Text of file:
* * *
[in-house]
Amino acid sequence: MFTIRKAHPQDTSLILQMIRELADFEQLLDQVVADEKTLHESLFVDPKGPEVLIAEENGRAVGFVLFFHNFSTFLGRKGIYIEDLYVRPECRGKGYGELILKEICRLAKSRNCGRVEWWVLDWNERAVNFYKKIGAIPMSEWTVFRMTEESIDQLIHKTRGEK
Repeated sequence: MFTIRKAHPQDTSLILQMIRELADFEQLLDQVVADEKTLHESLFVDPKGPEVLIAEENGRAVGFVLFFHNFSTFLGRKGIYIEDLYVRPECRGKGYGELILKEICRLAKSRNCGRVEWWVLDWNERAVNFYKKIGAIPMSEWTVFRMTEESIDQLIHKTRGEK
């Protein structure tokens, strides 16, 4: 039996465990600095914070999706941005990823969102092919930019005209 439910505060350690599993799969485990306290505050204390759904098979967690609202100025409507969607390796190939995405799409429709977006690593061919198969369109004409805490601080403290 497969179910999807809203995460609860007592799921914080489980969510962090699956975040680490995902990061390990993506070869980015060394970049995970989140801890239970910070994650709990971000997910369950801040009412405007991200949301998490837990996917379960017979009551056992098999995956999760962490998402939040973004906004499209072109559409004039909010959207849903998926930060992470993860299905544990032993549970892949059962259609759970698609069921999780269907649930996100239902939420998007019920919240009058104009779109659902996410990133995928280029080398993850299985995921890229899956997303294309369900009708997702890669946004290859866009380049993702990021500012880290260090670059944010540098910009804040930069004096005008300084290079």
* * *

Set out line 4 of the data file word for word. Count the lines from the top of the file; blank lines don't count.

């Protein structure tokens, strides 16, 4: 039996465990600095914070999706941005990823969102092919930019005209 439910505060350690599993799969485990306290505050204390759904098979967690609202100025409507969607390796190939995405799409429709977006690593061919198969369109004409805490601080403290 497969179910999807809203995460609860007592799921914080489980969510962090699956975040680490995902990061390990993506070869980015060394970049995970989140801890239970910070994650709990971000997910369950801040009412405007991200949301998490837990996917379960017979009551056992098999995956999760962490998402939040973004906004499209072109559409004039909010959207849903998926930060992470993860299905544990032993549970892949059962259609759970698609069921999780269907649930996100239902939420998007019920919240009058104009779109659902996410990133995928280029080398993850299985995921890229899956997303294309369900009708997702890669946004290859866009380049993702990021500012880290260090670059944010540098910009804040930069004096005008300084290079």